It contains links to some OO externals which I haven’t tried but recommend you having a look at if you want to see what max is capable of in this department.


Jan 4, 2009 at 2:13am

Thanks, very interesting.

I think I understand now: Max is not OOP, but it can implement it; I would attempt to describe Max as a high-level visual programming environment?

Jan 4, 2009 at 9:29am

The product-overview page states that Max is a “graphical programming environment”:

similar to what you’re describing.

Jan 4, 2009 at 5:07pm

Quote: Memory9 wrote on Sun, 04 January 2009 03:13
> I think I understand now: Max is not OOP,

I beg to differ.

However, before you can answer your question, you need to define OOP (actually, OOPL).

I work with the following definition: An object-oriented programming language (OOPL) is a language that uses _objects_ [primarily or exclusively].

Now we just need a working definition for ‘object’. Ecco: An object is a data abstraction with state and behavior.

Nota bene: Nowhere, I repeat: *nowhere*, in this definition is there a requirement for implementing ‘inheritance’. It is a fundamental misconception that OOPLs require inheritance. Inheritance is a nifty notion, but it is not a sine qua non.

Now to Max: Max has objects (built-ins, externs, abstractions), which in turn have state and behavior. Ergo, Max is an OOPL.



The Wikipedia article on OOP <> is worth reading. A definition quoted therein disagrees with mine, but the article adds “Attempts to find a consensus definition or theory behind objects have not proven very successful… and often diverge widely.”

At least you will find widespread (but probably not universal) agreement on the notion that Max is a graphic (or visual) programming language.

Jan 4, 2009 at 6:49pm

Thanks for the replies.

I know that some people would argue that Max is not an OOPL because of the level of abstraction and complexity of both objects and graphical interface. I also gather that the definition of OOP is vague enough that Max may or may not be included under its umbrella depending on the interpretation of the commonly accepted basic features. So it would be my guess that it’s more a cognitive question than one directly and uniquely dependent on the nature of the beast.

I personally don’t have a strong opinion about this, but I am interested in what the user community of Max thinks of this issue.



Jan 4, 2009 at 7:44pm

a friend just suggested the following:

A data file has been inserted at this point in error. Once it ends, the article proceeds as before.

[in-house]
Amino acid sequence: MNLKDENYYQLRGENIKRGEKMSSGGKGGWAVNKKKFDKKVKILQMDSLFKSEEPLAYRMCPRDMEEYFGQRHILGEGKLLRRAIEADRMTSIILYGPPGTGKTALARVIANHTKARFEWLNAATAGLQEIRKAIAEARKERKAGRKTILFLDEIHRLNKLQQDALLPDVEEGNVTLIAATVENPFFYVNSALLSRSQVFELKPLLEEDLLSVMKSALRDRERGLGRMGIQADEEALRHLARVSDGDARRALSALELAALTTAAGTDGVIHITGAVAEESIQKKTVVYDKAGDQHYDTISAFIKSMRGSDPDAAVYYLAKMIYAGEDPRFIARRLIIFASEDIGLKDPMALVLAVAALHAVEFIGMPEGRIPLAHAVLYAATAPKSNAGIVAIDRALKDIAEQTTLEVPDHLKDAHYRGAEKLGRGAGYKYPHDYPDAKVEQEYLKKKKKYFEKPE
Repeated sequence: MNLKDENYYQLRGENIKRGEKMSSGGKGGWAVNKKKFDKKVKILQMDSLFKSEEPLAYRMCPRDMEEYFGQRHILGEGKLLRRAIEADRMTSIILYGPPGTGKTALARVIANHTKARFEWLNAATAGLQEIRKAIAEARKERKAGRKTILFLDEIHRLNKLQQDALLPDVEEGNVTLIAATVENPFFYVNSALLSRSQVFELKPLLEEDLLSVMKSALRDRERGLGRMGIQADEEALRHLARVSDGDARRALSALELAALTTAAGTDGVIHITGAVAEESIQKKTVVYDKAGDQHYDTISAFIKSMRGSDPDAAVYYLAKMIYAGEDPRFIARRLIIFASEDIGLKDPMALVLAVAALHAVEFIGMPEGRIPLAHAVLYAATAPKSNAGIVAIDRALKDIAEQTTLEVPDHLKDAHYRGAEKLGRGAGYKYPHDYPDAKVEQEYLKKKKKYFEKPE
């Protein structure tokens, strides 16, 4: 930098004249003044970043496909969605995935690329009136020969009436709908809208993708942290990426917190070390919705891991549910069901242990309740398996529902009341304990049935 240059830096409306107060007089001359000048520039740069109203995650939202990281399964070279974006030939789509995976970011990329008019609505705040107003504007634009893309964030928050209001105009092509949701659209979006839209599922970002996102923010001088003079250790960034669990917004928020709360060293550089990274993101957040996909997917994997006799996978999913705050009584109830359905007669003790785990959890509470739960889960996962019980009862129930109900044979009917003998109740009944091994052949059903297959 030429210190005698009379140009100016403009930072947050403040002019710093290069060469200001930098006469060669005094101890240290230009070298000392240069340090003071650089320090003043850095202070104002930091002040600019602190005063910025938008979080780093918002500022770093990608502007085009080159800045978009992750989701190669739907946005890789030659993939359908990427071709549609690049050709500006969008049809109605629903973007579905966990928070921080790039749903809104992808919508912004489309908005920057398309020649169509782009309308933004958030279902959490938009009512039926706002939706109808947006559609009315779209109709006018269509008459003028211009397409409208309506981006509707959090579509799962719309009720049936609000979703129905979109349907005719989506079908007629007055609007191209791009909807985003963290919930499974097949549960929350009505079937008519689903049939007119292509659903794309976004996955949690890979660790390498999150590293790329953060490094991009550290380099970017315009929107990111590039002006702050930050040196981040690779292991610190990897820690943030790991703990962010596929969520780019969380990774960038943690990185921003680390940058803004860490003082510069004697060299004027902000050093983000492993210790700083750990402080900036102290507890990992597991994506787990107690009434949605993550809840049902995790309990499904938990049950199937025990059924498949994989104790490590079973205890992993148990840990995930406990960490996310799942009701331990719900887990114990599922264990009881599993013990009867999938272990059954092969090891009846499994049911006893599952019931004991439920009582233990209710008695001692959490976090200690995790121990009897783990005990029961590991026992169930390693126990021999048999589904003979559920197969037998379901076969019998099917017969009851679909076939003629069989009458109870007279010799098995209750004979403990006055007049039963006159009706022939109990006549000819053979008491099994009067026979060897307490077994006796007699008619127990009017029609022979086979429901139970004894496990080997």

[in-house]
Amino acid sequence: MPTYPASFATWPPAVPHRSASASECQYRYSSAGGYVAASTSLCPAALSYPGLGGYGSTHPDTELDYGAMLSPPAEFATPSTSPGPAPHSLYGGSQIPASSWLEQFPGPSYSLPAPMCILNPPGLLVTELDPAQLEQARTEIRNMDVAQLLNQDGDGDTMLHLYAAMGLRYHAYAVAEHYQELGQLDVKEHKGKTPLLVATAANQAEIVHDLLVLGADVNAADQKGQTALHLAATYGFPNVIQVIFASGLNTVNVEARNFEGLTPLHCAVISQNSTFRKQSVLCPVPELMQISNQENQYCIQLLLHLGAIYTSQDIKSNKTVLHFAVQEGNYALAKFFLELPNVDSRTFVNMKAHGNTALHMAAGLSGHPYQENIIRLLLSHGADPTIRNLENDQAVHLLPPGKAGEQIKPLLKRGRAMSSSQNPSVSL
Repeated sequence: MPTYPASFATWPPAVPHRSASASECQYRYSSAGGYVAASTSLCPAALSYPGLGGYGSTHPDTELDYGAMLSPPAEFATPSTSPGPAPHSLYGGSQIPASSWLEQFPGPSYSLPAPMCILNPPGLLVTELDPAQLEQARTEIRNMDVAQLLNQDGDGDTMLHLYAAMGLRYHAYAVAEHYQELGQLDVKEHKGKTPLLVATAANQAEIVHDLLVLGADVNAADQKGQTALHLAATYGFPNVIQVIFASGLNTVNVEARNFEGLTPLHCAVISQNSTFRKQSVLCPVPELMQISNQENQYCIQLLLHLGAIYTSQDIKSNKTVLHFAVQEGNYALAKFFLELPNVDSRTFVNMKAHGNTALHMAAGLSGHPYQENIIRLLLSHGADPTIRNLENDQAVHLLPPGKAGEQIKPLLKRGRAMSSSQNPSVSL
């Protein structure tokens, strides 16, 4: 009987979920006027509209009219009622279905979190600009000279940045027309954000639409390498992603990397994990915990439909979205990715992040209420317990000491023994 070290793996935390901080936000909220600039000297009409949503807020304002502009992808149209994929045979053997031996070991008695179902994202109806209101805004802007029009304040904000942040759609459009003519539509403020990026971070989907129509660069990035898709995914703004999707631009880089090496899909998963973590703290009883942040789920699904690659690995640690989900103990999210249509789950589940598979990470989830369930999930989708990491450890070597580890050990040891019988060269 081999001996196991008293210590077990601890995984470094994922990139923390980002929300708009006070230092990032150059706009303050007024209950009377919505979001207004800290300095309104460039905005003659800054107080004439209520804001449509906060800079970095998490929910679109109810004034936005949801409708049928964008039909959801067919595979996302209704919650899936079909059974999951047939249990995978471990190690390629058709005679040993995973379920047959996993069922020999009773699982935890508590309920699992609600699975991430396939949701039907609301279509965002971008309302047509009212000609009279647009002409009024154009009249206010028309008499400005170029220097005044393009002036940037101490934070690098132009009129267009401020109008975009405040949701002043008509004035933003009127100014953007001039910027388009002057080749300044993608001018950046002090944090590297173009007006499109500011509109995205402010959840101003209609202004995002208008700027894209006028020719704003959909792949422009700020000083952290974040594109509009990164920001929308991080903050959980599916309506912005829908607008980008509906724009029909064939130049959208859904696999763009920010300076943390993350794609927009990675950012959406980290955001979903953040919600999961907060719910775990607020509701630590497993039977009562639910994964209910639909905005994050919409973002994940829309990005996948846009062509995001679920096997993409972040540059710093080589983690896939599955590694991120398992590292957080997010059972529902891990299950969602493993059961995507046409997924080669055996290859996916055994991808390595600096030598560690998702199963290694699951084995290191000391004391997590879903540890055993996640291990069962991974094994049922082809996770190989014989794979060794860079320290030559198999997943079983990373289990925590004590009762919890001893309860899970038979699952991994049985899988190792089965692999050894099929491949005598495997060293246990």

visual *object-based* programming environment


Jan 4, 2009 at 8:57pm

Jan 4, 2009 at 9:01pm

Quote: Memory9 wrote on Sun, 04 January 2009 11:44
> a friend just suggested the following:
> visual *object-based* programming environment
> see:

I think that is a good label for Max. Makes a lot of sense.

Jan 5, 2009 at 1:57pm

Jan 5, 2009 at 9:33pm

Quote: jeanfrancois.charles wrote on Tue, 06 January 2009 02:57
> Not clear what a “class” would be in Max.

I think the closest we’re likely to get to a class declaration and implementation is “an abstraction saved to disk”, though you could perhaps also think of an unsaved (editable) subpatcher as a singleton class instance that is also its own class definition.

Mattijs and I have discussed some ideas about implementing class inheritance that may appear in a future version of our oo-objects.

Jan 6, 2009 at 1:40pm

Jan 7, 2009 at 11:27am

Jan 7, 2009 at 1:34pm

Did you know about the OO objects?

I’m curious how you would place these in the discussion of object oriented-ness of Max.


Jan 7, 2009 at 2:42pm

Quote: Joerg.Spix wrote on Wed, 07 January 2009 12:27
> I wouldn’t have passed my practical CS examination if I have dropped
> inheritance from the required concepts for an object oriented
> language.

Paul Simon had something to say about this in “Kodachrome”.

Sadly, I have experienced a number of teachers and professors who had a bee in their bonnet about some presumptive factoid or another, and if you wanted to pass the course you were well-advised to be able to regurgitate what they wanted to hear. That, alone, is neither proof nor disproof of an assertion.

If I stood by unquestioningly to everything I heard at uni, I’d be telling you that 64-bit processors were impossible and that the unit of entropy rate was [bit] rather than [bit/symbol]. And my all-time favorite: “Herr Castine, Informatik hat mit Musik _nichts_ zu tun!”